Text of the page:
Publication: Eurasia Daily Monitor Volume: 5 Issue: 190

While Western companies, particularly energy ones, have taken a pummeling recently in the former Soviet space, one country remains a possible el Dorado for foreign investment.

Mining companies eyeing Mongolia as one of the world’s last largely untapped frontiers have watched for years as the government has wrestled with drafting definitive amendments to the country’s Mining Law, setting parameters on such essential issues as government taxation and ownership. The amendments were still under discussion on June 29 when Mongolia held its fifth round of elections for the Ulsyn Ikh Khural (State Great Hural, or parliament). The opposition cried foul, and two days later Ulaan Baatar erupted in rioting, causing President Nambaryn Enkhbayar to declare martial law when the ruling Mongolian People’s Revolutionary Party (Mongol Ardyn Khuv’sgalt Nam, MPRP), the former Communist Party, won 47 of the contested 76 seats, while the opposition Democratic Party (the Ardchilsan Nam, or DP) took 26 seats. The DP legislators subsequently boycotted the July 23 opening of Parliament; but after protracted negotiations, the MPRP finally decided to establish a coalition government with the DP. The DP representatives subsequently returned to take their seats on August 28 and were sworn in (Olloo News Agency, August 26). On September 12 the leaders of the two opposing political parties, MPRP Chairman and Prime Minister Sanjaagiin Bayar and the DP head Norovyn Altankhuyag agreed to share power until the 2012 parliamentary elections.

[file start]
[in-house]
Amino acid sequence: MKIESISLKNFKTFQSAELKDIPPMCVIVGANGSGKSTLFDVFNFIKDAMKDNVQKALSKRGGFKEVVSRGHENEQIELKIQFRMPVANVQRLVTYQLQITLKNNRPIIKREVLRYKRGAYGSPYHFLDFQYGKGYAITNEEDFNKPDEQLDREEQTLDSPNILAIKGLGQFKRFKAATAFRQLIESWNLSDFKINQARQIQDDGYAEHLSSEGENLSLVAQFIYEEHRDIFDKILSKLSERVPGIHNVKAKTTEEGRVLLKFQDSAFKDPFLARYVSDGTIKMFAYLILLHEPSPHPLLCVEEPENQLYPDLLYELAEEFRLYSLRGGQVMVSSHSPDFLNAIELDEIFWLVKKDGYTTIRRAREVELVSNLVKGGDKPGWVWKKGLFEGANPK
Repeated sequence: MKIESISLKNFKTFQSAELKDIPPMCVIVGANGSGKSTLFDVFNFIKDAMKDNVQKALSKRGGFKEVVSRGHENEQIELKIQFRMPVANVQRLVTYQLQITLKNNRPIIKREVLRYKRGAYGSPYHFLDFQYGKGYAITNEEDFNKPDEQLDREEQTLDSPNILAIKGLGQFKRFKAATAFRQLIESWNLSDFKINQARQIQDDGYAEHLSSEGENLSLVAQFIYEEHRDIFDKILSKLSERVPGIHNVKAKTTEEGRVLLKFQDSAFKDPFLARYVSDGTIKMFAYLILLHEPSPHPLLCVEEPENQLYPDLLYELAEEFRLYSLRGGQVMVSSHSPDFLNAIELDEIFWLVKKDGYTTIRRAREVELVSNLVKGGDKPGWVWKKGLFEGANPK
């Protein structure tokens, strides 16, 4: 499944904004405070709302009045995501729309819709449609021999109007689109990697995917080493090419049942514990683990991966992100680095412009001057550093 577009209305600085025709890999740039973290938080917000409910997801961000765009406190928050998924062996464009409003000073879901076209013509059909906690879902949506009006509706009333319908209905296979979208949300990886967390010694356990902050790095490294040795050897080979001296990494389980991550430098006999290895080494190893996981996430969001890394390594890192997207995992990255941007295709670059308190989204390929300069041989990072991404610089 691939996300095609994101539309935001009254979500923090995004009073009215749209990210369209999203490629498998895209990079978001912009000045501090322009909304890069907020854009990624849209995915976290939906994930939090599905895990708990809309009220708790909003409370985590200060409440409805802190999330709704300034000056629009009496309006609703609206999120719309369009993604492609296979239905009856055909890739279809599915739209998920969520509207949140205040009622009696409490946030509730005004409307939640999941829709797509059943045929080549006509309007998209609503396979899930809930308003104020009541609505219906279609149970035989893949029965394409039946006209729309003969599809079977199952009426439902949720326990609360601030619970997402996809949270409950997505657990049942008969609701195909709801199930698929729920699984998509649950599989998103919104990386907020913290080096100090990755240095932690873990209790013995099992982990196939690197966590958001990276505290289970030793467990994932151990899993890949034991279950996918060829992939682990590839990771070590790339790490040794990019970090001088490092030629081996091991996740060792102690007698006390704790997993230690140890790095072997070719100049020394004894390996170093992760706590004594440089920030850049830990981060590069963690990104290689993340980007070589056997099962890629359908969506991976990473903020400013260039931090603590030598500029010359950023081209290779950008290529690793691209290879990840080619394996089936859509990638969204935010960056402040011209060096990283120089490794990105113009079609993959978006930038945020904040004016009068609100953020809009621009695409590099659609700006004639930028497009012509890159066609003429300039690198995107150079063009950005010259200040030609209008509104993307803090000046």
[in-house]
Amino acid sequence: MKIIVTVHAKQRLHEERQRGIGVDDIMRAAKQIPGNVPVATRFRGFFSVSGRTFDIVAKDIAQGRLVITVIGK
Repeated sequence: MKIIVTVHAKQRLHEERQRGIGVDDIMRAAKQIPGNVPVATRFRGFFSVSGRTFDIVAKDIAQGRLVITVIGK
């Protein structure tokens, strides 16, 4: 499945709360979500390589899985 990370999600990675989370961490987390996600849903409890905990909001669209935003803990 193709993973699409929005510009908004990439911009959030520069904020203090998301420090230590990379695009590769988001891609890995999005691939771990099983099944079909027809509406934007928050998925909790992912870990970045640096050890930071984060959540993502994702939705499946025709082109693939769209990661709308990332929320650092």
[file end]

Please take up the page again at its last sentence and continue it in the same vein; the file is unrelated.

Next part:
No foreign company watched the electoral donnybrook with more interest than Canada’s Ivanhoe Mines, Ltd., which is seeking to develop its proposed Oyu Tolgoi (“Turquoise Hill”) copper and gold project in the Gobi, which the company asserts could alone boost Mongolia’s economy by 33 percent, as the company estimates that over the mine’s projected life span of 35 years, it could produce an average of a billion pounds of copper and 320,000 ounces of gold annually.

Such figures have played on the minds of Mongolian politicians. On October 1 President Nambaryn Enkhbayar stated that, in order to secure the annual 12 percent economic growth rate needed to lift 30 percent of the population into the middle class by 2012, the government should start mining exploration work as soon as possible. In news that undoubtedly gladdened the hearts of Ivanhoe executives, Enkhbayar added that legislators would also discuss the interminable Mining Law revisions during its autumn session, as well as adopt guidelines for economic development (Xinhua, October 1).

Nor are the changes solely an executive initiative. Adding to foreign investor optimism, on September 17 the bipartisan parliament approved its new, restructured coalition government of 15 ministries and 11 ministers including the newly created position of Minister of Mining and Energy (Mineweb, September 19).